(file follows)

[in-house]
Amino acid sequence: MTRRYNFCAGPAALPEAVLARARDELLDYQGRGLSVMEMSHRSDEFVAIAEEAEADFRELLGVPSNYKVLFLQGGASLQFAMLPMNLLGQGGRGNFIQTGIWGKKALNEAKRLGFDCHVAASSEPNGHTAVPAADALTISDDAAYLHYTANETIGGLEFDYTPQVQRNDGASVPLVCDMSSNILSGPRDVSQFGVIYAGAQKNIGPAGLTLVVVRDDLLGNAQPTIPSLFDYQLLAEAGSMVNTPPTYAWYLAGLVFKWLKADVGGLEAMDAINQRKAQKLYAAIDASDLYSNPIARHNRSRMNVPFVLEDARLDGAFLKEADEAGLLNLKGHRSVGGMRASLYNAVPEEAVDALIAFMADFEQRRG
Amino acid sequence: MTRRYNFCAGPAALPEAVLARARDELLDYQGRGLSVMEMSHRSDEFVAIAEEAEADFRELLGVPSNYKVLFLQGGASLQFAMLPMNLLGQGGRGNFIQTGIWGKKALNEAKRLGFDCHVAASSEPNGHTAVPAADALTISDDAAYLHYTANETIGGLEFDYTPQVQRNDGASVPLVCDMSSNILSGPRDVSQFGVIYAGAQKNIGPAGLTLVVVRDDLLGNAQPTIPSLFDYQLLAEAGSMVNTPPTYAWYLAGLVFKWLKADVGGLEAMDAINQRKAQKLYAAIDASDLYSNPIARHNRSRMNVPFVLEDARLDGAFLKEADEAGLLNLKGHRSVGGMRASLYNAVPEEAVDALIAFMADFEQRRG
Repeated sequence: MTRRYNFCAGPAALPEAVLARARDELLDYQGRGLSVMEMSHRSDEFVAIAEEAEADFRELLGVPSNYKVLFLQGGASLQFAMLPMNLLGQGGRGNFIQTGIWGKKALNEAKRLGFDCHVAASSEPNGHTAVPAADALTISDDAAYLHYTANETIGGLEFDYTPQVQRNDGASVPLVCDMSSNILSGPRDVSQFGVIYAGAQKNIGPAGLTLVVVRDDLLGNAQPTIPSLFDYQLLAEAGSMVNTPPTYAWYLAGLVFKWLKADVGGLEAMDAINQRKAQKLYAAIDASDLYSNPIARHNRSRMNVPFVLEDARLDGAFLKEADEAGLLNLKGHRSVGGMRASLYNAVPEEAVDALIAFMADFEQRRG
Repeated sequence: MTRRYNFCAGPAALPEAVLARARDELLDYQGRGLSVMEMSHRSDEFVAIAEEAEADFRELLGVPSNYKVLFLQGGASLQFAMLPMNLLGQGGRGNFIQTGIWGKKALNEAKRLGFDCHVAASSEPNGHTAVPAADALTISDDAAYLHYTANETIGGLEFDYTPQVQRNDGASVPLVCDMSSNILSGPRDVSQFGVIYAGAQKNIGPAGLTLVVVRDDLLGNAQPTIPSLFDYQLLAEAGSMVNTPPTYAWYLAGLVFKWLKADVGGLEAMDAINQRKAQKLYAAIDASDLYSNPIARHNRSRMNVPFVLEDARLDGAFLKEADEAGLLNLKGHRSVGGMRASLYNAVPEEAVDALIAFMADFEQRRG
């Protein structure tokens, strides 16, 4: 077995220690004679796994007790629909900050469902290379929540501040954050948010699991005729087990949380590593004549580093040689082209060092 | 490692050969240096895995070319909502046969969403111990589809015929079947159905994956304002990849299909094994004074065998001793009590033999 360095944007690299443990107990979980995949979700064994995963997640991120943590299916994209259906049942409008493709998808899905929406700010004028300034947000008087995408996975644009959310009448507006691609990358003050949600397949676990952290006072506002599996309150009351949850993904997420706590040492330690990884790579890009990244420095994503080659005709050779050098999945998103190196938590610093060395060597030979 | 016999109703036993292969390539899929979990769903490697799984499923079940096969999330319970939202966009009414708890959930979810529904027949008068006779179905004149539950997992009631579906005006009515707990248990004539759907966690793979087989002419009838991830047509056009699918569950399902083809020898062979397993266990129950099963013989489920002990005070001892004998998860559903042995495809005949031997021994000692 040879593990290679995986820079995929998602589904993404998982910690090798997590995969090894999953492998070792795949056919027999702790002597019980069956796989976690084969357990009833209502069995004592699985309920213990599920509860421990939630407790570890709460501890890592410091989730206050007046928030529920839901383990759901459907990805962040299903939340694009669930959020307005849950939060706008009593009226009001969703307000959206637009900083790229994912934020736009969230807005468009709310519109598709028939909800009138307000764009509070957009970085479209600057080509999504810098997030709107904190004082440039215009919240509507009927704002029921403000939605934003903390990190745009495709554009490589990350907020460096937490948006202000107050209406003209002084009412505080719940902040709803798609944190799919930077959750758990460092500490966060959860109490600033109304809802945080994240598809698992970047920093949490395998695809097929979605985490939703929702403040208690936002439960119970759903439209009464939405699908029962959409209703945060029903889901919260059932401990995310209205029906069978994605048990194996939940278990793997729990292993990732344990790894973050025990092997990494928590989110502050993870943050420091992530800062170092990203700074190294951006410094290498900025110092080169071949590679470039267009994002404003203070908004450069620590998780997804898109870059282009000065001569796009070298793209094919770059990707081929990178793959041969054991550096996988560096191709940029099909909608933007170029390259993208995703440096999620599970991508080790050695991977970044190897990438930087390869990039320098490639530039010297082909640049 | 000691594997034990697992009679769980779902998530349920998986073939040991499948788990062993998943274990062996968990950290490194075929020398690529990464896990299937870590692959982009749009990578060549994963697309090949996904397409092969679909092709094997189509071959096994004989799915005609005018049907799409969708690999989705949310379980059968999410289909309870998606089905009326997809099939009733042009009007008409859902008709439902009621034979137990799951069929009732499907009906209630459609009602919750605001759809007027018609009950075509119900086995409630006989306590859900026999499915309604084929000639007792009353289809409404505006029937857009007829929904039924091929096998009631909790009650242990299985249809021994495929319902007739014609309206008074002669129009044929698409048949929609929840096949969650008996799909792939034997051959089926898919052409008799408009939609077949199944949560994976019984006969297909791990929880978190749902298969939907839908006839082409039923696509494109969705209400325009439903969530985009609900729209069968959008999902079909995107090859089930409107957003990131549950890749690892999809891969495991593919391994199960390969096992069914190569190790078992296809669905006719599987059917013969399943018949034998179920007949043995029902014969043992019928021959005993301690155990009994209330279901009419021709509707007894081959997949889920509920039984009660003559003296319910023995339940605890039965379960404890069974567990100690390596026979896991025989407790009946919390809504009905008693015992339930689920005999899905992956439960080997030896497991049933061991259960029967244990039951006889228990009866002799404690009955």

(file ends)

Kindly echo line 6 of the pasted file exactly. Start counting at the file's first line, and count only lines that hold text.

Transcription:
């Protein structure tokens, strides 16, 4: 077995220690004679796994007790629909900050469902290379929540501040954050948010699991005729087990949380590593004549580093040689082209060092 | 490692050969240096895995070319909502046969969403111990589809015929079947159905994956304002990849299909094994004074065998001793009590033999 360095944007690299443990107990979980995949979700064994995963997640991120943590299916994209259906049942409008493709998808899905929406700010004028300034947000008087995408996975644009959310009448507006691609990358003050949600397949676990952290006072506002599996309150009351949850993904997420706590040492330690990884790579890009990244420095994503080659005709050779050098999945998103190196938590610093060395060597030979 | 016999109703036993292969390539899929979990769903490697799984499923079940096969999330319970939202966009009414708890959930979810529904027949008068006779179905004149539950997992009631579906005006009515707990248990004539759907966690793979087989002419009838991830047509056009699918569950399902083809020898062979397993266990129950099963013989489920002990005070001892004998998860559903042995495809005949031997021994000692 040879593990290679995986820079995929998602589904993404998982910690090798997590995969090894999953492998070792795949056919027999702790002597019980069956796989976690084969357990009833209502069995004592699985309920213990599920509860421990939630407790570890709460501890890592410091989730206050007046928030529920839901383990759901459907990805962040299903939340694009669930959020307005849950939060706008009593009226009001969703307000959206637009900083790229994912934020736009969230807005468009709310519109598709028939909800009138307000764009509070957009970085479209600057080509999504810098997030709107904190004082440039215009919240509507009927704002029921403000939605934003903390990190745009495709554009490589990350907020460096937490948006202000107050209406003209002084009412505080719940902040709803798609944190799919930077959750758990460092500490966060959860109490600033109304809802945080994240598809698992970047920093949490395998695809097929979605985490939703929702403040208690936002439960119970759903439209009464939405699908029962959409209703945060029903889901919260059932401990995310209205029906069978994605048990194996939940278990793997729990292993990732344990790894973050025990092997990494928590989110502050993870943050420091992530800062170092990203700074190294951006410094290498900025110092080169071949590679470039267009994002404003203070908004450069620590998780997804898109870059282009000065001569796009070298793209094919770059990707081929990178793959041969054991550096996988560096191709940029099909909608933007170029390259993208995703440096999620599970991508080790050695991977970044190897990438930087390869990039320098490639530039010297082909640049 | 000691594997034990697992009679769980779902998530349920998986073939040991499948788990062993998943274990062996968990950290490194075929020398690529990464896990299937870590692959982009749009990578060549994963697309090949996904397409092969679909092709094997189509071959096994004989799915005609005018049907799409969708690999989705949310379980059968999410289909309870998606089905009326997809099939009733042009009007008409859902008709439902009621034979137990799951069929009732499907009906209630459609009602919750605001759809007027018609009950075509119900086995409630006989306590859900026999499915309604084929000639007792009353289809409404505006029937857009007829929904039924091929096998009631909790009650242990299985249809021994495929319902007739014609309206008074002669129009044929698409048949929609929840096949969650008996799909792939034997051959089926898919052409008799408009939609077949199944949560994976019984006969297909791990929880978190749902298969939907839908006839082409039923696509494109969705209400325009439903969530985009609900729209069968959008999902079909995107090859089930409107957003990131549950890749690892999809891969495991593919391994199960390969096992069914190569190790078992296809669905006719599987059917013969399943018949034998179920007949043995029902014969043992019928021959005993301690155990009994209330279901009419021709509707007894081959997949889920509920039984009660003559003296319910023995339940605890039965379960404890069974567990100690390596026979896991025989407790009946919390809504009905008693015992339930689920005999899905992956439960080997030896497991049933061991259960029967244990039951006889228990009866002799404690009955």